What began as a hesitant move into politics has transitioned into a humbling journey for state minister
HER political activity has expanded her love of teaching and learning beyond the realm of traditional politics. It is an uplifting journey, one in which her passion blossoms on a dynamic platform from which she can help people from all walks of life. She has successfully transitioned from the familiar classroom to the larger classroom of life.
In embarking on her political journey 21 years ago, Dato Sri Fatimah Abdullah braved the challenge with boldness having taken into consideration many other factors. She did not know much about politics then and throughout her teaching career, she had hardly ever crossed path with politicians.
She had no intention of entering politics, even when she was nominated to run in the 2001 state election by the present Yang di-Pertua Negeri Sarawak Pehin Sri Abdul Taib Mahmud, who was the chief minister at the time. At the time, she was working on her PhD in Education at Universiti Malaya (UM) in Kuala Lumpur.
Handpicked to stand
At 44 then, the mother of two grown-up children was seen as the most suitable woman candidate for the Dalat state constituency by the then-chief minister, who was known for his efforts in getting qualified women to enter politics as an advocate of women’s progress.
Fatimah had passed her mothering stage, and was from a rural background with a university education.
“Today, as I reflect on the former chief minister’s criteria, I see his values which stressed on the importance of the roles of mothers. In my ministry, we advocate a stable family institution.
“It’s the foundation of the well-being of a family and the community at large,” said Fatimah, who is now the Women, Childhood and Community Well-being Development Minister of Sarawak.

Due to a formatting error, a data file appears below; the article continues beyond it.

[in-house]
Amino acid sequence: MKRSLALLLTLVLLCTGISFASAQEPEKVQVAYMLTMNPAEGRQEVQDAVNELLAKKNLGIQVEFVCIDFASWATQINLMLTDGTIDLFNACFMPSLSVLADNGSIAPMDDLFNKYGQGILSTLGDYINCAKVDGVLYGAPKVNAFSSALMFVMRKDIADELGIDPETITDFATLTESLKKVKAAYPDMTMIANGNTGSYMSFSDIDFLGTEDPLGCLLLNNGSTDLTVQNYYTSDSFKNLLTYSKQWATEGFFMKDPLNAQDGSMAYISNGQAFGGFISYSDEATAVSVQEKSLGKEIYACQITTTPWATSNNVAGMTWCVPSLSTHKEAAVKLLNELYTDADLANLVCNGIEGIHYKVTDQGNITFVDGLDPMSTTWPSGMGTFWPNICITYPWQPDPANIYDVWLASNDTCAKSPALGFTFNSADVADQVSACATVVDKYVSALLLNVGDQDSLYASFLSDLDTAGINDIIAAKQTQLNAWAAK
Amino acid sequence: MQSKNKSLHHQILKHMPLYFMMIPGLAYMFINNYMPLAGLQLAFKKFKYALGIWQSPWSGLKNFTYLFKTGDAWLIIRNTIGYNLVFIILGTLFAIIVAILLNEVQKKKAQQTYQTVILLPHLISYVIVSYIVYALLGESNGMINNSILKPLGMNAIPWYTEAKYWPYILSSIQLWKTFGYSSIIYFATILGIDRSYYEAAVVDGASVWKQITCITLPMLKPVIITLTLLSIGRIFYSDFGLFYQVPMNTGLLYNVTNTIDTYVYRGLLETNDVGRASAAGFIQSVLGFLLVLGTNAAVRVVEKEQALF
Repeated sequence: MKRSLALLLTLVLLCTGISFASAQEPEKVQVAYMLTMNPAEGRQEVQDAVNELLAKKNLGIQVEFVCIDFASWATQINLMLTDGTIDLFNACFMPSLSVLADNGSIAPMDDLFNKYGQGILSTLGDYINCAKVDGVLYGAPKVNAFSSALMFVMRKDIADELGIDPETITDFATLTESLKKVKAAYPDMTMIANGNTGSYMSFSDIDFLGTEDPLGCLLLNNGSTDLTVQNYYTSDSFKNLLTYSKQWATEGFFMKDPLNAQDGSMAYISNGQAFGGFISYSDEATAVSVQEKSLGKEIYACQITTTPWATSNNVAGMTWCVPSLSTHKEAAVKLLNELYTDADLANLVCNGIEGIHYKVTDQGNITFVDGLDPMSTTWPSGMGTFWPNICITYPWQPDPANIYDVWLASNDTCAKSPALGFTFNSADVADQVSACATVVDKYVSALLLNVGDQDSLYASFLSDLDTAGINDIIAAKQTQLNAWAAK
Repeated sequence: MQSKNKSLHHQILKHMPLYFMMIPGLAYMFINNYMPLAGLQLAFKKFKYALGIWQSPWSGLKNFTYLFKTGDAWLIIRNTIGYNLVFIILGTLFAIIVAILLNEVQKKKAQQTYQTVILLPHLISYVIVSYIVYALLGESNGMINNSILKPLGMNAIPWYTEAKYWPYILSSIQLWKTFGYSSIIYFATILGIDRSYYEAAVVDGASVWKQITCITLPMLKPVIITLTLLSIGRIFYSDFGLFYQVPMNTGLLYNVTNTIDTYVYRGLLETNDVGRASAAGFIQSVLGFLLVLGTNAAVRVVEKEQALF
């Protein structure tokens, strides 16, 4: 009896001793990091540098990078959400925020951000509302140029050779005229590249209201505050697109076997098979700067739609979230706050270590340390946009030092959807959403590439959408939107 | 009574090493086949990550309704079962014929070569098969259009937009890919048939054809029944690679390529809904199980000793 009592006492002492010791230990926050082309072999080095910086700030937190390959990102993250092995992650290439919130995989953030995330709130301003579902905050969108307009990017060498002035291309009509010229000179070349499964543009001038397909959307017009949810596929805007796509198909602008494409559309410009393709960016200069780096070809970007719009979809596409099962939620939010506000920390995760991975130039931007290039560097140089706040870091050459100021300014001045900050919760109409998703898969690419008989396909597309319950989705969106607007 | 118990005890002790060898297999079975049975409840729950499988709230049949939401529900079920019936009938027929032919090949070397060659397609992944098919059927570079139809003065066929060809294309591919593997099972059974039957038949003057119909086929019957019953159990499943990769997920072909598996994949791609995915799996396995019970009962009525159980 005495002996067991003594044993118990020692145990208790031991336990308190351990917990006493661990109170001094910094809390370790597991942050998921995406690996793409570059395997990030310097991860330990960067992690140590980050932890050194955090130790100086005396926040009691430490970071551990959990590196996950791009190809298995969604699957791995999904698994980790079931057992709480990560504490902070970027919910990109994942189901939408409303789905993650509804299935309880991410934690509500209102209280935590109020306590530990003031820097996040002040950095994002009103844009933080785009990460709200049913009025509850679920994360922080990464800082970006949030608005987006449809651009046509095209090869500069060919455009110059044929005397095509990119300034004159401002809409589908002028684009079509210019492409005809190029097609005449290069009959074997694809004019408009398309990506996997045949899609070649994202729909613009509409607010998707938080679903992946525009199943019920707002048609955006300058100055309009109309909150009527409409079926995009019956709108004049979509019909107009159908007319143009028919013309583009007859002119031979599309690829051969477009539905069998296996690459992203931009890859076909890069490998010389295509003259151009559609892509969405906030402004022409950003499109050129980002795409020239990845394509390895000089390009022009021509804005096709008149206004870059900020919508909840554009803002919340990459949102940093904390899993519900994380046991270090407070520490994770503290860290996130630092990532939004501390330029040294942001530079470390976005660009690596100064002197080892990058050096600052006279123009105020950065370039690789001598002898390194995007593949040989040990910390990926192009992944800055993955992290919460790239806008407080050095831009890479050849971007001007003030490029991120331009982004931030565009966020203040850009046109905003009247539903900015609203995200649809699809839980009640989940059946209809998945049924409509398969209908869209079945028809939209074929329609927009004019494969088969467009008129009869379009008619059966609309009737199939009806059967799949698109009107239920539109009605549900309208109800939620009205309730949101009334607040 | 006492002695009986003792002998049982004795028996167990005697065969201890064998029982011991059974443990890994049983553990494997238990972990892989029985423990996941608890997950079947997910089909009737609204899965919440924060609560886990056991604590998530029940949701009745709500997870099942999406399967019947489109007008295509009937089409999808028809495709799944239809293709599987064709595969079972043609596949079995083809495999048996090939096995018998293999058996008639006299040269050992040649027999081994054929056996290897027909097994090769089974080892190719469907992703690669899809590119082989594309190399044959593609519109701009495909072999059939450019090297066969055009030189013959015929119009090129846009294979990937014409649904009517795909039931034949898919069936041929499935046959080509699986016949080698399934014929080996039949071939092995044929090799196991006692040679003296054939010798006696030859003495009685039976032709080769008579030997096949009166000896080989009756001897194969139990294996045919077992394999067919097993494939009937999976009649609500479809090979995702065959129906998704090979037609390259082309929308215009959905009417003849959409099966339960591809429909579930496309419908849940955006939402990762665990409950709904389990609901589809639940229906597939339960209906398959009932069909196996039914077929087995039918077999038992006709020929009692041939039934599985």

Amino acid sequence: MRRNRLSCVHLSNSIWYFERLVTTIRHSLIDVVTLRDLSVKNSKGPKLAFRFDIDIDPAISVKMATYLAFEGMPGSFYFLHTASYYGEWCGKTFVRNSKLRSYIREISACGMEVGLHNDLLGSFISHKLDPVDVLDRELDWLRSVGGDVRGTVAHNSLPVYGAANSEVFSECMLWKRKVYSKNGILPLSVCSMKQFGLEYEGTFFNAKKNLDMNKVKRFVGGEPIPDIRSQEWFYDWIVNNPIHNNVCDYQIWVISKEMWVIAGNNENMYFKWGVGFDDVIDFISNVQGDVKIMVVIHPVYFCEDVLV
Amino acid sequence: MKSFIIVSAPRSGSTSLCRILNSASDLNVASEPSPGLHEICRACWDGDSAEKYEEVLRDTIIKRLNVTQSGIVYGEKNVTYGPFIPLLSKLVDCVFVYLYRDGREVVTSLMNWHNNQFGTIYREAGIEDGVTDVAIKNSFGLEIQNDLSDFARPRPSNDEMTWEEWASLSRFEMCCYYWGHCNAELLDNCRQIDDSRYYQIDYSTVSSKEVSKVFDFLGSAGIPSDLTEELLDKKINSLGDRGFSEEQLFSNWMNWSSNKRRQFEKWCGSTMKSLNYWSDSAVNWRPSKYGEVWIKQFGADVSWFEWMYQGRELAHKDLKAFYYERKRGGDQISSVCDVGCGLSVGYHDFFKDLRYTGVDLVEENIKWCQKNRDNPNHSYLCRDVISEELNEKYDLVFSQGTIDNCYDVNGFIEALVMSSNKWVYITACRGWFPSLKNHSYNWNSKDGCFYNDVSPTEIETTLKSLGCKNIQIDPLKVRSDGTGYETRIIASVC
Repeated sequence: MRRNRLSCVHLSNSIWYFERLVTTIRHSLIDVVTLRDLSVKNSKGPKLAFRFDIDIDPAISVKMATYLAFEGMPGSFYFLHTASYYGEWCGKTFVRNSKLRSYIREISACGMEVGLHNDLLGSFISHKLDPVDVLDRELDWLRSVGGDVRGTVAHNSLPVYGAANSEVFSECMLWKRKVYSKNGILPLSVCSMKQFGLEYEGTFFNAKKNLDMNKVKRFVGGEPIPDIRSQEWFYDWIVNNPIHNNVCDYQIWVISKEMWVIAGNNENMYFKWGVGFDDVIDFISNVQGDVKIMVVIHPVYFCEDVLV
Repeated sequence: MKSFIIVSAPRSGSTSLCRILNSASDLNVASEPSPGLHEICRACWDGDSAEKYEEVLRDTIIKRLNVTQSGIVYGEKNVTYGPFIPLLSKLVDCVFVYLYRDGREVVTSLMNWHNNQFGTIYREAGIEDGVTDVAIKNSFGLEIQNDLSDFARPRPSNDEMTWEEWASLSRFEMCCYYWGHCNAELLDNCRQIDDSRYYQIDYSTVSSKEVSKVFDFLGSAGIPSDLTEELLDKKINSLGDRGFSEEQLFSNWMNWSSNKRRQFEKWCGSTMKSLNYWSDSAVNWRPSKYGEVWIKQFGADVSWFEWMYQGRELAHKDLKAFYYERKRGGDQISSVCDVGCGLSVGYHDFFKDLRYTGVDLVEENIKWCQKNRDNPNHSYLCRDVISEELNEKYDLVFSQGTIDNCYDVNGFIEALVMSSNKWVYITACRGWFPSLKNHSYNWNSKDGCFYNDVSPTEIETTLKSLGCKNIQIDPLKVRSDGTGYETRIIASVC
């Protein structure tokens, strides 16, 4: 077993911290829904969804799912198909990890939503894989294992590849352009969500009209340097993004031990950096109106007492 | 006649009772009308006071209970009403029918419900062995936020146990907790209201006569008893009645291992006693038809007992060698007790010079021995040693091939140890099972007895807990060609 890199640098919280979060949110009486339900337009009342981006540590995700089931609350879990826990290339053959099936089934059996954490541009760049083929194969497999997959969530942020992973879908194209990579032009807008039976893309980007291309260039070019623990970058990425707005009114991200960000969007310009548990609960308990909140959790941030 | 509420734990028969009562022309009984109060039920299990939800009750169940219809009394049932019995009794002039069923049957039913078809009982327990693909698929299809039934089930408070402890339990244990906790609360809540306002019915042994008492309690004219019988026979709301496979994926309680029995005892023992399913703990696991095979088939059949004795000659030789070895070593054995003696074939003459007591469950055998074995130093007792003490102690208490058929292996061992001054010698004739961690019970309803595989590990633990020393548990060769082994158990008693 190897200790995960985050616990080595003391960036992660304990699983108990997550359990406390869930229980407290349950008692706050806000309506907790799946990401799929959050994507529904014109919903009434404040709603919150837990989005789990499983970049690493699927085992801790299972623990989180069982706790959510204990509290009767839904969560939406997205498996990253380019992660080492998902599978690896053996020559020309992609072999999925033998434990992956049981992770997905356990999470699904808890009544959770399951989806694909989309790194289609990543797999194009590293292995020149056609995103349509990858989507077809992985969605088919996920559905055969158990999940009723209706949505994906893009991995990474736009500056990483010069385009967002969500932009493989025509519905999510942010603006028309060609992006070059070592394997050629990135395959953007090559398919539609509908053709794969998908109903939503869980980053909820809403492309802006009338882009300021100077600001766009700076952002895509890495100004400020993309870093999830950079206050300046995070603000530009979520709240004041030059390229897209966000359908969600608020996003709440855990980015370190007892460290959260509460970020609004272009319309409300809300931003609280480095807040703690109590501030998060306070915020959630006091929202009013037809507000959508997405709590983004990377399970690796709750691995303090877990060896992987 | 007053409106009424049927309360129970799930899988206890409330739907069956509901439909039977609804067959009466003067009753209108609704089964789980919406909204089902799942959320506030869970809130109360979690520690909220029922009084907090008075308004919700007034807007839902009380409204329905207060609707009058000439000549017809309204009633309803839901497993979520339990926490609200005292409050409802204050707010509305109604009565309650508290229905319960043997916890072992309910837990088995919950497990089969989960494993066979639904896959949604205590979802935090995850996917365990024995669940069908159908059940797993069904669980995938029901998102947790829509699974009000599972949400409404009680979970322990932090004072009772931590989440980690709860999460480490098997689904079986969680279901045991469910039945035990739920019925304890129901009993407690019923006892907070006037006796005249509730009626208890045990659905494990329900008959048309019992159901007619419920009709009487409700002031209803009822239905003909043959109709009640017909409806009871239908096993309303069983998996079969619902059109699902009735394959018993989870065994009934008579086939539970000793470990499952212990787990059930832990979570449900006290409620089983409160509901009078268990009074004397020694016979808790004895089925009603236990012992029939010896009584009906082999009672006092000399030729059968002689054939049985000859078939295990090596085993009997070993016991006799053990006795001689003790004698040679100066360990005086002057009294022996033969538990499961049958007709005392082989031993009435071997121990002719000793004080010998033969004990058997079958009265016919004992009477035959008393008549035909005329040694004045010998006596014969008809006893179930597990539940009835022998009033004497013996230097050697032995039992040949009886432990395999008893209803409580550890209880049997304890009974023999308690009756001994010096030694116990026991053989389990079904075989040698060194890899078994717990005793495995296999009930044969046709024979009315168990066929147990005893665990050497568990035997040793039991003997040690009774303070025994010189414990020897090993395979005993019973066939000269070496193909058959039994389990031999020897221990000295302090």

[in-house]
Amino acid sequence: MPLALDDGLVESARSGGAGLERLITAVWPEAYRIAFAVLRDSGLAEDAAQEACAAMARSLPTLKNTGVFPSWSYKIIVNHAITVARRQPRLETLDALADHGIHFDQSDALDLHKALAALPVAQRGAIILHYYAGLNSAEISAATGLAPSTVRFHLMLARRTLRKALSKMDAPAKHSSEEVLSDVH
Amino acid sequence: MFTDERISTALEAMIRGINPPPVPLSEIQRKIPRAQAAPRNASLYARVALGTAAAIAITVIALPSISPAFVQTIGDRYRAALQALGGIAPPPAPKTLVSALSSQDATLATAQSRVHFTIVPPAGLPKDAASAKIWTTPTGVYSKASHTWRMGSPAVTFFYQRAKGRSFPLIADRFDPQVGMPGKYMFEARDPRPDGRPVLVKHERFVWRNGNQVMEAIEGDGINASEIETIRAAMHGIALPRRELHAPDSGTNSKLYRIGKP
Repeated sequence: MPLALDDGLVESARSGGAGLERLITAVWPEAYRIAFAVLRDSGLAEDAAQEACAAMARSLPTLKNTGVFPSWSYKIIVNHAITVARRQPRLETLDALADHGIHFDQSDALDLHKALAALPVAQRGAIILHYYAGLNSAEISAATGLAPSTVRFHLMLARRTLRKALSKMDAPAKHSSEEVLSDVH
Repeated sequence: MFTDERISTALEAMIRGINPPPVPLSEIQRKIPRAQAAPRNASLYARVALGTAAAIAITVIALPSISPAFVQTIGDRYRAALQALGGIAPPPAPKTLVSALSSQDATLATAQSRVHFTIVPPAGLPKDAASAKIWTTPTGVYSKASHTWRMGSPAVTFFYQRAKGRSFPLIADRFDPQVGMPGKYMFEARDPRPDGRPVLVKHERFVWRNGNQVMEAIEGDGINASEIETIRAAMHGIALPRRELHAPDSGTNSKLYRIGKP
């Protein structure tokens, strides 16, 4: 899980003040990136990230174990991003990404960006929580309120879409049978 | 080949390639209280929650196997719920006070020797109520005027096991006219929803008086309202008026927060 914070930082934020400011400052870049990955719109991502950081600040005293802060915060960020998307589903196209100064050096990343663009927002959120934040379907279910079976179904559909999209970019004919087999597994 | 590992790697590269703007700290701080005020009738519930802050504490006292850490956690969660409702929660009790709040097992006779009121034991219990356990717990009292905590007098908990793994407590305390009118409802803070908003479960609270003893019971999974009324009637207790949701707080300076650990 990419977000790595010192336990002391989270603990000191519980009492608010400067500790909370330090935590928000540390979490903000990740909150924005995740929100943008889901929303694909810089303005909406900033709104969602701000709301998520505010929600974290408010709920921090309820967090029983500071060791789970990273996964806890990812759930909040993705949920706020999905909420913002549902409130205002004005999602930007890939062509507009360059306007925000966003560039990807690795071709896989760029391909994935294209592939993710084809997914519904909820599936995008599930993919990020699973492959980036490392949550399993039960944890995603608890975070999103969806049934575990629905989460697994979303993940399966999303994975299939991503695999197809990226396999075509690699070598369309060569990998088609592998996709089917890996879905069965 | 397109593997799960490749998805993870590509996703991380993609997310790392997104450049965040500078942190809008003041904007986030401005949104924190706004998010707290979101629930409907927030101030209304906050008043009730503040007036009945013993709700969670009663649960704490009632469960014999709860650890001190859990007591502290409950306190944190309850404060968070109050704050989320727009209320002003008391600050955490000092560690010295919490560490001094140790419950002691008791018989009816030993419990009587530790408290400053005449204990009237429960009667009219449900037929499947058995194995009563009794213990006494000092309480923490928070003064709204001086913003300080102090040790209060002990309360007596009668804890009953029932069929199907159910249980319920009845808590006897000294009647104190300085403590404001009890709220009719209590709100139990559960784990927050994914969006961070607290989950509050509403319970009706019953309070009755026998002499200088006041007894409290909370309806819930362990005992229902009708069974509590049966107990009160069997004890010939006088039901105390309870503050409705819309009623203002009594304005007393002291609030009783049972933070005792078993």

With a Master’s Degree in Education from the University of Bristol, England and pursuing her PhD on full government scholarship, Fatimah – then a school principal on a study leave – was confident that she had found her niche. Teaching was her passion, her forte and a childhood dream.
And so when the then-chief minister’s representative approached her to be a candidate for the 2001 state election, she was at loss for answers.
“I felt I belonged to the education field. If I constantly worked hard, I could complete my PhD in three years. So politics was out then,” she recalled.
“During my time, I knew a number of women in my village in the Dalat constituency whom I saw fitted the bill. So I gave the representative a list of recommended names as potential candidates since I was not up for it.
“Six months later, he came back to me saying that the chief minister was still hoping for me to stand.”
While she was honoured to be picked, it was difficult for her to give up her dream profession and education in exchange for what she considered to be an unfamiliar terrain. She talked to her husband, her two children, and finally her father-in-law about whether she should truly take the offer, which would require her to give up both her job and her studies.
They all said yes – without hesitation.
Passion to serve people
Her passion in serving people stood out even as an educator during the 20 years of her teaching profession. It was what they saw in her, as they described ‘you’re good with people’.
And with her experience and perspective as a woman from a rural background, they were confident that she would do well to help the rural people, especially the womenfolk and contribute to the state at large.